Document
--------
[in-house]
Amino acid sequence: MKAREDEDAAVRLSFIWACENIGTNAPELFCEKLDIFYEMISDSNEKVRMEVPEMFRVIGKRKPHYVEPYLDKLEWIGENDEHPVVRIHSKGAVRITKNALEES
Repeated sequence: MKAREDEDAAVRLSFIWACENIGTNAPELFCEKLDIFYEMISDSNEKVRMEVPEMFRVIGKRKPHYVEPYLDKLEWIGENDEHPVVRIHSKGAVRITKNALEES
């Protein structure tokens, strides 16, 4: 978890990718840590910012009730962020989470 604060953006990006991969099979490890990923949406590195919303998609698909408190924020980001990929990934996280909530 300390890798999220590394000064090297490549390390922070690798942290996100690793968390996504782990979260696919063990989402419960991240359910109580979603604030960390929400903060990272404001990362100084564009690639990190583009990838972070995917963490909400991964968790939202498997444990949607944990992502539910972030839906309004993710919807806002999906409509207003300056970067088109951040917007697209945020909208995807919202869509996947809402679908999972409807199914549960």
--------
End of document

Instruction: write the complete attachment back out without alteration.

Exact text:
[in-house]
Amino acid sequence: MKAREDEDAAVRLSFIWACENIGTNAPELFCEKLDIFYEMISDSNEKVRMEVPEMFRVIGKRKPHYVEPYLDKLEWIGENDEHPVVRIHSKGAVRITKNALEES
Repeated sequence: MKAREDEDAAVRLSFIWACENIGTNAPELFCEKLDIFYEMISDSNEKVRMEVPEMFRVIGKRKPHYVEPYLDKLEWIGENDEHPVVRIHSKGAVRITKNALEES
């Protein structure tokens, strides 16, 4: 978890990718840590910012009730962020989470 604060953006990006991969099979490890990923949406590195919303998609698909408190924020980001990929990934996280909530 300390890798999220590394000064090297490549390390922070690798942290996100690793968390996504782990979260696919063990989402419960991240359910109580979603604030960390929400903060990272404001990362100084564009690639990190583009990838972070995917963490909400991964968790939202498997444990949607944990992502539910972030839906309004993710919807806002999906409509207003300056970067088109951040917007697209945020909208995807919202869509996947809402679908999972409807199914549960």